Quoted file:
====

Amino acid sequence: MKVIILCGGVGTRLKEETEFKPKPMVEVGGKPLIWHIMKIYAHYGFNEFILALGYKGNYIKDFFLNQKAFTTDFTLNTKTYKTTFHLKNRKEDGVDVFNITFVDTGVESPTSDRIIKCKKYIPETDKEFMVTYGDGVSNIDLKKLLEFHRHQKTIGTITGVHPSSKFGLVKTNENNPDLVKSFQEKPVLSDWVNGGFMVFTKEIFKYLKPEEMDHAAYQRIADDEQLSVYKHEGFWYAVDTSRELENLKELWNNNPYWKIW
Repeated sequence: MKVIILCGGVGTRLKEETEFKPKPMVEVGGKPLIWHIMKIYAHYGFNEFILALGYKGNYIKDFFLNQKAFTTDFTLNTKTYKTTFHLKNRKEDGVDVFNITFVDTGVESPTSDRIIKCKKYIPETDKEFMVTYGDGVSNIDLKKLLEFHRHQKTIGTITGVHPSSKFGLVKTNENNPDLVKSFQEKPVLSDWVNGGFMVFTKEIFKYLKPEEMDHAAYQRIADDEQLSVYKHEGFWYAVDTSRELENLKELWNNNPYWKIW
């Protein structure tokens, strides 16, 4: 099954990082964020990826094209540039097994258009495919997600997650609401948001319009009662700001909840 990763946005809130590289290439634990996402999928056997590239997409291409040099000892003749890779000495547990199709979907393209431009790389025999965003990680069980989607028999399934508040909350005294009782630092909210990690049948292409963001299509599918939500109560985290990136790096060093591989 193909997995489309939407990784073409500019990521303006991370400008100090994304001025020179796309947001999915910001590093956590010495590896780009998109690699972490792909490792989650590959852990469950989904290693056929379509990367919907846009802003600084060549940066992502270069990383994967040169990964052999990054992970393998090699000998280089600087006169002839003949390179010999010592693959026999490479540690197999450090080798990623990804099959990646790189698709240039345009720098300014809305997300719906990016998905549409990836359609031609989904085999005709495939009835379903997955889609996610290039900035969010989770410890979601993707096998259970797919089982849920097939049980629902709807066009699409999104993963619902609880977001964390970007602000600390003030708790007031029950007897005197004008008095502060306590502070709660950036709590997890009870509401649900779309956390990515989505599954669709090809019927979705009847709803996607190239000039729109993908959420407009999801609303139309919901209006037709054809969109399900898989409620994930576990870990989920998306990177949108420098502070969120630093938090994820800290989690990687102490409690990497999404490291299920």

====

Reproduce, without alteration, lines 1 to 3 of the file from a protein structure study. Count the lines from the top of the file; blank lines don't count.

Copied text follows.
Amino acid sequence: MKVIILCGGVGTRLKEETEFKPKPMVEVGGKPLIWHIMKIYAHYGFNEFILALGYKGNYIKDFFLNQKAFTTDFTLNTKTYKTTFHLKNRKEDGVDVFNITFVDTGVESPTSDRIIKCKKYIPETDKEFMVTYGDGVSNIDLKKLLEFHRHQKTIGTITGVHPSSKFGLVKTNENNPDLVKSFQEKPVLSDWVNGGFMVFTKEIFKYLKPEEMDHAAYQRIADDEQLSVYKHEGFWYAVDTSRELENLKELWNNNPYWKIW
Repeated sequence: MKVIILCGGVGTRLKEETEFKPKPMVEVGGKPLIWHIMKIYAHYGFNEFILALGYKGNYIKDFFLNQKAFTTDFTLNTKTYKTTFHLKNRKEDGVDVFNITFVDTGVESPTSDRIIKCKKYIPETDKEFMVTYGDGVSNIDLKKLLEFHRHQKTIGTITGVHPSSKFGLVKTNENNPDLVKSFQEKPVLSDWVNGGFMVFTKEIFKYLKPEEMDHAAYQRIADDEQLSVYKHEGFWYAVDTSRELENLKELWNNNPYWKIW
């Protein structure tokens, strides 16, 4: 099954990082964020990826094209540039097994258009495919997600997650609401948001319009009662700001909840 990763946005809130590289290439634990996402999928056997590239997409291409040099000892003749890779000495547990199709979907393209431009790389025999965003990680069980989607028999399934508040909350005294009782630092909210990690049948292409963001299509599918939500109560985290990136790096060093591989 193909997995489309939407990784073409500019990521303006991370400008100090994304001025020179796309947001999915910001590093956590010495590896780009998109690699972490792909490792989650590959852990469950989904290693056929379509990367919907846009802003600084060549940066992502270069990383994967040169990964052999990054992970393998090699000998280089600087006169002839003949390179010999010592693959026999490479540690197999450090080798990623990804099959990646790189698709240039345009720098300014809305997300719906990016998905549409990836359609031609989904085999005709495939009835379903997955889609996610290039900035969010989770410890979601993707096998259970797919089982849920097939049980629902709807066009699409999104993963619902609880977001964390970007602000600390003030708790007031029950007897005197004008008095502060306590502070709660950036709590997890009870509401649900779309956390990515989505599954669709090809019927979705009847709803996607190239000039729109993908959420407009999801609303139309919901209006037709054809969109399900898989409620994930576990870990989920998306990177949108420098502070969120630093938090994820800290989690990687102490409690990497999404490291299920």